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Why Lamb Of God Documentary 'As the Palaces Burn' Isn't Just For Metalheads

Photo of Eric Kohn By Eric Kohn | Indiewire November 25, 2013 at 8:37AM

"As the Palaces Burn" foregrounds deep-seated anguish and finds the tenderness at its core.
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"As the Palaces Burn."
"As the Palaces Burn."

Don Argott's 2011 documentary profiled a heavy metal addict, Pentagram vocalist Bobby Liebling, just as he hit rock bottom and decided to fight for a comeback. In "As the Palaces Burn," Argott follows another famous metalhead, Lamb of God's growling songster Randy Blythe, who has already put his hard drinking days behind him, but remains haunted by them. At first simply a look at the band's recent tour, the movie blossoms into a gripping legal tale when Blythe faces unexpected murder charges. Whereas "Last Days Here" explored the self-destructive power of stardom, "As the Palaces Burn" achieves an even greater impact by universalizing that theme and exposing the challenges that persist even when it seems like the worst is over. Like the music at its center, "As the Palaces Burn" foregrounds deep-seated anguish and finds tenderness at its core.

At first, "As the Palaces Burn" successfully demystifies clichés surrounding heavy metal subculture by finding the band hard at work in preparation for touring with its 2012 "Resolution" album. Behind the explosive riffs and growls that define their sound, the group has entered middle age in relatively low key fashion. There's no better image to punctuate this observation than bearded guitarist Mark Morton shooting hoops with his toddler and working the grill, although drummer Chris Adler shares a similarly gentle moment with his own young child. Blythe himself, compared to earlier tour footage that shows him stumbling around in a drunken stupor, has grown increasingly erudite in the wake of giving up the bottle. The juxtaposition between Lamb of God's anarchic music and soft-spoken amiability is both comical and well-defined, setting the stage for an exploration of metal's cathartic power for its countless fans.

During the initial half hour, Argott uses the tour as a backdrop for detailing the band's international appeal, particularly its impact on alienated youth. The series of mini-profiles are straightforward but entirely watchable even if you don't care for assaultive noise rock: In Colombia, Argott finds a "part time cab driver, full-time metalhead" who looks to the band as his way of moving beyond the trail of corruption and death that has marred his family history; in India, the filmmaker finds a female heavy metal vocalist for whom the music provides an escape from her country's restrictive social norms. Collectively, these sequences smartly make the case that metal, as one band member put it, provides "an organic outlet to get all those fucking demons out."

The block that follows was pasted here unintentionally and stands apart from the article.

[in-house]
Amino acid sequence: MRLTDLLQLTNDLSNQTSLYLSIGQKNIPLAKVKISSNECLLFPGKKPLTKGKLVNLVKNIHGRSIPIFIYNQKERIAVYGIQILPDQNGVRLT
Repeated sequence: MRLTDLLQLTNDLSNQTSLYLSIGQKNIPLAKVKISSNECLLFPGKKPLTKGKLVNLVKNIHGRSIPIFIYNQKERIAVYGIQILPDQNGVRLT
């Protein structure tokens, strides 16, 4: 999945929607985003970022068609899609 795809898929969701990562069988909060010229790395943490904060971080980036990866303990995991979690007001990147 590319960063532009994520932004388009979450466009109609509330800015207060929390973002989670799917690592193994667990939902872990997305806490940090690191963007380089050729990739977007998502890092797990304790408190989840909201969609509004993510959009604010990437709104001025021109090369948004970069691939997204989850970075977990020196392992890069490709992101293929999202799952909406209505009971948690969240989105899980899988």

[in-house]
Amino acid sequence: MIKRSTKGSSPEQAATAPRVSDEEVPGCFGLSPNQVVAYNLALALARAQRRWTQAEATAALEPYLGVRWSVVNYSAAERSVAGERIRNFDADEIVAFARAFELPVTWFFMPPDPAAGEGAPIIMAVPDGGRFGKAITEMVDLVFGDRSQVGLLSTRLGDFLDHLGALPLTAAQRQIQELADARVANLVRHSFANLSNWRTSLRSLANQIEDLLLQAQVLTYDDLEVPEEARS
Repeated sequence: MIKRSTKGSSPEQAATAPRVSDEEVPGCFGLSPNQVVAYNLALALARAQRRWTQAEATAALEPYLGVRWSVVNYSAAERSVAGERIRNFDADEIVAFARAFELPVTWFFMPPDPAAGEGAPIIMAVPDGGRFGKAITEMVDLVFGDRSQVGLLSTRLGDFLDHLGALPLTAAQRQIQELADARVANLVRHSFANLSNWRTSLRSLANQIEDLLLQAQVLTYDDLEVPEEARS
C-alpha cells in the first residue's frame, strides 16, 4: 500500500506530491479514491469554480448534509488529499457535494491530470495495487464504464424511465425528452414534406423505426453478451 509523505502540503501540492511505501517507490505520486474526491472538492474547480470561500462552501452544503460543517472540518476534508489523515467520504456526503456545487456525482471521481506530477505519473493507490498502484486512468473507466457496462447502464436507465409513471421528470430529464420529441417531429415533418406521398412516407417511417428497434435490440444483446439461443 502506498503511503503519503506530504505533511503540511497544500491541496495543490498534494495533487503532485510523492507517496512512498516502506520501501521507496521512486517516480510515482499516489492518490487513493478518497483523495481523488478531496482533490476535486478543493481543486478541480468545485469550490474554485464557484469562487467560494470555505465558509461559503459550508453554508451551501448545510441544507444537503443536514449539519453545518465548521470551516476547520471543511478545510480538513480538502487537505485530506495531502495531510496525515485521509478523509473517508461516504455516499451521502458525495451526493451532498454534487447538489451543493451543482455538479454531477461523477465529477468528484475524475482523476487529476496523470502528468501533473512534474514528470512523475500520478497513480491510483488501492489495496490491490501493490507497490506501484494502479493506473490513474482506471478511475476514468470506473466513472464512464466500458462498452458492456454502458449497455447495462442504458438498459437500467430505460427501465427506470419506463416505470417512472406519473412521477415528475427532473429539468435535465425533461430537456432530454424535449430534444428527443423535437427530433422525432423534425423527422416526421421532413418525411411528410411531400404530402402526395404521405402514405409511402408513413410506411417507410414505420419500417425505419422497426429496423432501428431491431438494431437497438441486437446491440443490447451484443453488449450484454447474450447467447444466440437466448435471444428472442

The celebratory spirit provides enough enthusiasm to sustain about a third of the movie, which is all the space it takes up. Around the 30 minute mark, the movie's entire focus shifts when the band gets stopped on the runway by officials in the Czech Republic and Blythe gets taken into custody. Once there, he's accused of playing a role in the death of a teen fan from three years earlier injured during a stage diving incident that none of the band members can recall. Stuck behind bars in a foreign land, Blythe finds himself fighting charges that could put him behind bars for years.

Maybe Argott was just in the right place at the right time, but "As the Palaces Burn" hardly downplays the significance of this development, instead nimbly transforming into a courtroom drama that forces the singer to literally confront his former self. Argott's camera captures remarkable back-room conversations between Blythe and his legal council as they scrutinize videos from the show and prep for a jury-free trial where seemingly anything could go awry. With the shift from conventional rock doc into something more sophisticated, "As the Palaces Burn" remains enthralling all the way through.

Even then, the band's future remains at the center of the proceedings. Argott shows Larry Mazer, Lamb of God's gruff manager (who initially commissioned Argott to make a traditional movie about the band's popularity) yelling into the phone about the business ramifications of Blythe's situation, while the group's extensive community (including big-hitters like Slash) jumps to his defense. As pressure mounts for Blythe's release, the network of fandom established in the first half of the movie becomes a key factor in its second.

The details of the ensuing trial are fascinating, even as they come at the expense of certain personal aspects involving its impact on Blythe's family, his decision to return to face trial after he's released on bail, and his experience behind bars. But the stakes of his conundrum build to a deservedly moving conclusion. No matter how many fans have been saved by Lamb of God's music, "As the Palace Burns" leaves no doubt that the one person whom the band has helped most of all is its valiant frontman.

Criticwire Grade: A-

HOW WILL IT PLAY? SpectiCast will release the movie in a series of special engagements in February ahead of its DVD/VOD release, when fans of the band are likely to welcome it. Whether non-fans pay attention is uncertain.   

This article is related to: Don Argott, Lamb of God, SpectiCast, International Documentary Film Festival Amsterdam (IDFA), Documentary, As the Palaces Burn, Music






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